“I will not rest until I have you holding a Coke, wearing your own shoe, playing a Sega game featuring you, while singing your own song in a new commercial, starring you, broadcast during the Superbowl, in a game that you are winning, and I will not sleep until that happens. I’ll give you fifteen minutes to call me back …”
If you love sport, there’s every chance you’re at least distantly familiar with Jerry Maguire, the slightly flawed, but otherwise honourable, idealistic, sports agent made famous by Tom Cruise in the 1996 movie of the same name.
It was amid Jerry’s panic to deliver for his only significant client at the time, NFL star Rod Tidwell, that we first heard the phrase “show me the money”, an imperative that looms just as large in professional sport today.
For the average sports fan, that’s about where our understanding of the player management / sports agent “industry” starts and stops. Few know how the sports agent model works, and even fewer care.
We probably should. Both directly and indirectly, managers have more sway over the fluctuating fortunes of our favourite sporting teams than we could possibly imagine.
For all sorts of reasons, we don’t know – at least not the intricate details. However powerful and influential player managers might be, they fly well under the radar, largely faceless operatives working behind closed doors, guiding the careers and fortunes of young blokes with rare talent but little time – the window of opportunity for professional athletes as we all know is small and closes quickly.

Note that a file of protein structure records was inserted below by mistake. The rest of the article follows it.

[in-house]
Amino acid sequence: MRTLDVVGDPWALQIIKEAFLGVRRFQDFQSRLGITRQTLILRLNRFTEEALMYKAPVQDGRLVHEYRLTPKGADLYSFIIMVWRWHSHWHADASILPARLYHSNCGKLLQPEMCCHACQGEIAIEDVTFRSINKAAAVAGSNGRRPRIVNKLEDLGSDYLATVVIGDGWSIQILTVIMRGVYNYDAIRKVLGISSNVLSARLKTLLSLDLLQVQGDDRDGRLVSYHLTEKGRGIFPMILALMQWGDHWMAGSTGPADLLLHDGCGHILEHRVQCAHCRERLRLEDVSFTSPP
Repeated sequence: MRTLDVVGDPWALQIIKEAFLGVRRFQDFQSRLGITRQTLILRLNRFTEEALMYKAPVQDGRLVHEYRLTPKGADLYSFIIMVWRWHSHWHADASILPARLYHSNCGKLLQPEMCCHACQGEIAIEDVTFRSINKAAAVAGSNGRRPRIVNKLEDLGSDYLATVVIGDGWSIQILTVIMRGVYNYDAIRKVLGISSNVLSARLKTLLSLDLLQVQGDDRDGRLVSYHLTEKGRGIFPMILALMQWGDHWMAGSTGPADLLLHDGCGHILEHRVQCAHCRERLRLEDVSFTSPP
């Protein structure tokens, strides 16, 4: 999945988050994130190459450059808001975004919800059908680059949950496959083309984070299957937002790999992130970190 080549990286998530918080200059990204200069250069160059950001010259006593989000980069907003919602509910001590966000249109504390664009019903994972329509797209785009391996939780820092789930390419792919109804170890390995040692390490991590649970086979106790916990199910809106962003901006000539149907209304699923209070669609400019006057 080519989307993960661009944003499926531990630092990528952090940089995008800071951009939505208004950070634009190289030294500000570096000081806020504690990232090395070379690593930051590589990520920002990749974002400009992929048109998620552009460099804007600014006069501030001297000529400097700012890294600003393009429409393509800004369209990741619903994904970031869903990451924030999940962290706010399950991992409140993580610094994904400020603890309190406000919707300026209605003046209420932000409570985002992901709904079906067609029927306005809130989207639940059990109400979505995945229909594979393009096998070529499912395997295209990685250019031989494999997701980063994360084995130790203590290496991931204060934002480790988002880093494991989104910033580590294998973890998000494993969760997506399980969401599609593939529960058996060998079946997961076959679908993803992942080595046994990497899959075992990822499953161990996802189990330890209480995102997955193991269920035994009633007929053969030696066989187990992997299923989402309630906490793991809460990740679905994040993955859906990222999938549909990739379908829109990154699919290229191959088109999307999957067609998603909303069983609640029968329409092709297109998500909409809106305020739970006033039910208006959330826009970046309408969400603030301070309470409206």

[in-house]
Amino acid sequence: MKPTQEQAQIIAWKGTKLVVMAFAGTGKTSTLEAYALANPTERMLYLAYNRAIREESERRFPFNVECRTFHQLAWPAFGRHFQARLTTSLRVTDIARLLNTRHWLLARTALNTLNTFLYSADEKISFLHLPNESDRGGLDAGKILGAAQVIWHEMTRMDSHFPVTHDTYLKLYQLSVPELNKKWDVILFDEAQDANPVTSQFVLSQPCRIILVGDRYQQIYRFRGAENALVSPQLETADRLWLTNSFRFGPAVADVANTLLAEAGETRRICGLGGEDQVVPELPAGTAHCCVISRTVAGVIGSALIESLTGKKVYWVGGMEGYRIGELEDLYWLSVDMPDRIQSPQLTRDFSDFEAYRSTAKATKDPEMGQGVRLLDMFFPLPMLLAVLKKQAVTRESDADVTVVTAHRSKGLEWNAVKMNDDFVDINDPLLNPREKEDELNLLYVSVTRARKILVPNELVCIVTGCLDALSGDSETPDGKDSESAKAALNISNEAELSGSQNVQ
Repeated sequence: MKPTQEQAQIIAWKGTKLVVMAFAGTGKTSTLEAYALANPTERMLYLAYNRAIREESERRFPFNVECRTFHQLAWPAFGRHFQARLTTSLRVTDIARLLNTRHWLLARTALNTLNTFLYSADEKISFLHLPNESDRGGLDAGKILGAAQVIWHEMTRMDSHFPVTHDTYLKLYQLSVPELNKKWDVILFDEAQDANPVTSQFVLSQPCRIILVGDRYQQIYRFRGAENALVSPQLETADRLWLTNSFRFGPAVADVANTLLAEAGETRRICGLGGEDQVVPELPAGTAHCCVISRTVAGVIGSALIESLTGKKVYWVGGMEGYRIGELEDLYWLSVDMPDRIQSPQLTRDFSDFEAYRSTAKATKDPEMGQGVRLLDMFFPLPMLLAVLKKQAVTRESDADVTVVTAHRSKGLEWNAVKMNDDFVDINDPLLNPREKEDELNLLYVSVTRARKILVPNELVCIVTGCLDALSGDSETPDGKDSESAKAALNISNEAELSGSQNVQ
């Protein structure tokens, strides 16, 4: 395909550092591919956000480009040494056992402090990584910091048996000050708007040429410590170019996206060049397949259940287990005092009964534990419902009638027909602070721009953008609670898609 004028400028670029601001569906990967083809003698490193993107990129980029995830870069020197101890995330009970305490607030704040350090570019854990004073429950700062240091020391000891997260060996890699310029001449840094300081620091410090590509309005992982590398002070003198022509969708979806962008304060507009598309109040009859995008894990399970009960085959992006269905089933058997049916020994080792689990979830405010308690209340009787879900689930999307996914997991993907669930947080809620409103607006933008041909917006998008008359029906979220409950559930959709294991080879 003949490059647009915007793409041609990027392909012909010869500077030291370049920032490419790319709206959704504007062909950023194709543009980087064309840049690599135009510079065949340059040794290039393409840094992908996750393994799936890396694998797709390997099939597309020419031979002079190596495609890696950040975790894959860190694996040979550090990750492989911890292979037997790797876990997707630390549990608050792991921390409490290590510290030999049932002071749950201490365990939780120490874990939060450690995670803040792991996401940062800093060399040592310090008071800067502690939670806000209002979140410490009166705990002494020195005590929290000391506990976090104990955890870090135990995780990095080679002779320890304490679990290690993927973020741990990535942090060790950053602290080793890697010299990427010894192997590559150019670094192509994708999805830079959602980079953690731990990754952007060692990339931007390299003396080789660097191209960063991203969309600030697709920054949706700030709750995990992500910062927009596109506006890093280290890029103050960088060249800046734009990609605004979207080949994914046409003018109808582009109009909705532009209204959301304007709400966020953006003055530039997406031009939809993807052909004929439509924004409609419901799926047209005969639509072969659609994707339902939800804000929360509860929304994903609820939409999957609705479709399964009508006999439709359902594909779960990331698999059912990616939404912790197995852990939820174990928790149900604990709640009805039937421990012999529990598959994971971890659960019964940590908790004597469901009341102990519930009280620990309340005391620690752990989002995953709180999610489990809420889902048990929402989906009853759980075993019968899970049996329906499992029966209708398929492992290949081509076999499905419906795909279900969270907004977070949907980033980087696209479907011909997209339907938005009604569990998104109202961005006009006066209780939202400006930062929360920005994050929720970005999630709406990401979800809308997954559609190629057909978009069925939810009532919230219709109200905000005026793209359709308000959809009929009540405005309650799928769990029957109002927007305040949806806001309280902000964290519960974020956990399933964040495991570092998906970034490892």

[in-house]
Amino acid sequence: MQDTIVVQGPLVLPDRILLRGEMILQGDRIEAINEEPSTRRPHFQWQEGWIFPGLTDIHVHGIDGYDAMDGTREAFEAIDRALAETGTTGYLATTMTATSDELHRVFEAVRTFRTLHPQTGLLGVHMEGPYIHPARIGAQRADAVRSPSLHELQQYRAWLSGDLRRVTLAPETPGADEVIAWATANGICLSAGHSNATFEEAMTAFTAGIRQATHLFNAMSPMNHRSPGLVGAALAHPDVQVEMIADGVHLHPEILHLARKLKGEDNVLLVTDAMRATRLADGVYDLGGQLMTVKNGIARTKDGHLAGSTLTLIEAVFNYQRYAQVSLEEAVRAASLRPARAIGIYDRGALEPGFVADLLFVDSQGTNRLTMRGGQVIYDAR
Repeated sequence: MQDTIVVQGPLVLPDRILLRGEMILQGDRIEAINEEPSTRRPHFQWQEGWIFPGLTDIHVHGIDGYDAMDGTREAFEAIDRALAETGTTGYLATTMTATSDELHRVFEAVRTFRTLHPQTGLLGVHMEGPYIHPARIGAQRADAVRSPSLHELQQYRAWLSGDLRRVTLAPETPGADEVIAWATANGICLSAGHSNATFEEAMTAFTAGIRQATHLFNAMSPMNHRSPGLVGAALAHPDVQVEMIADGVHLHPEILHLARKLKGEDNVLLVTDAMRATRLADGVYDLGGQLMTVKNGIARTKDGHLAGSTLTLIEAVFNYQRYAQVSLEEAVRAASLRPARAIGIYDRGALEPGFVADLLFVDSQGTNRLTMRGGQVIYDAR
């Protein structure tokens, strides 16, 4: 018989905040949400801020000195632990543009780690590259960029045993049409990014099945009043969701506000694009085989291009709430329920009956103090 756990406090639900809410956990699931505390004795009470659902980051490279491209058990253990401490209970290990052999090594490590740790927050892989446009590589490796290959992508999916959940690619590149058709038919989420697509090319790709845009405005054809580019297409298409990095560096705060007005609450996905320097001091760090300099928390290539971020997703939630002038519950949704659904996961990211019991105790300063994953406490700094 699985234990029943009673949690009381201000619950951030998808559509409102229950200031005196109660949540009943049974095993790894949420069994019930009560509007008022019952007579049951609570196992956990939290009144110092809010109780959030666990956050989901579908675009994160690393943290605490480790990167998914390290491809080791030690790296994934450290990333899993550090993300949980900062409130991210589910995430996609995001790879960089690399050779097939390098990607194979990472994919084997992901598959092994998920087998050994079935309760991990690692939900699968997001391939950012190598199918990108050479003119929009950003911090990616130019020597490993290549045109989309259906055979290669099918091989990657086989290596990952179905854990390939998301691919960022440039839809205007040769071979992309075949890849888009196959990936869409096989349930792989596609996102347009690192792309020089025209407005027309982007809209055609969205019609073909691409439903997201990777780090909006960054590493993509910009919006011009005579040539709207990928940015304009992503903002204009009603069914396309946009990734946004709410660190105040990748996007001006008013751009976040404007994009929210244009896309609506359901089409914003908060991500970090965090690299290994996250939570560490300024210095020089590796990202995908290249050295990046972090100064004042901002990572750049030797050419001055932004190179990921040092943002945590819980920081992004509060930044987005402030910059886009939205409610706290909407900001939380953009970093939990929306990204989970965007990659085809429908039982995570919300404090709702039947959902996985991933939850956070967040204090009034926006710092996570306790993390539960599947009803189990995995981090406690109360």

And that heightens the importance of the role the managers play – sage and poor advice sends athletes in very different directions.
To provide a quick snapshot, figuratively speaking, player managers are a bit like lawn mowers. They come in all shapes and sizes, everything from the comfortable, expensive ride-on model, to the steady serviceable four-stroke machine, right down to the dodgy second hand two stroke job that’s hard to start, runs rough and is more likely to be cutting somebody else’s grass.
Just like the size and shape, the quality of advice they offer varies enormously. At its best, the counsel is strategic as well as commercial, affording consideration to what’s right for their client now, with what’s most likely to benefit and sustain them in the future.
In other words, don’t just show them the money, show them the big picture. The alignment, the brand plan, the “fit”.
In the middle, there’s an expanse of well intentioned “hobbyists” whose entry into the industry was more likely to have been driven by a genuine love of the sport, rather than a quiver of relevant qualifications.
Any impression of this group having unique, bankable knowledge and experience relies on the favourable comparison with the knowledge and sophistication of the people they represent – ie virtually nil. Those who just “wanna play footy” .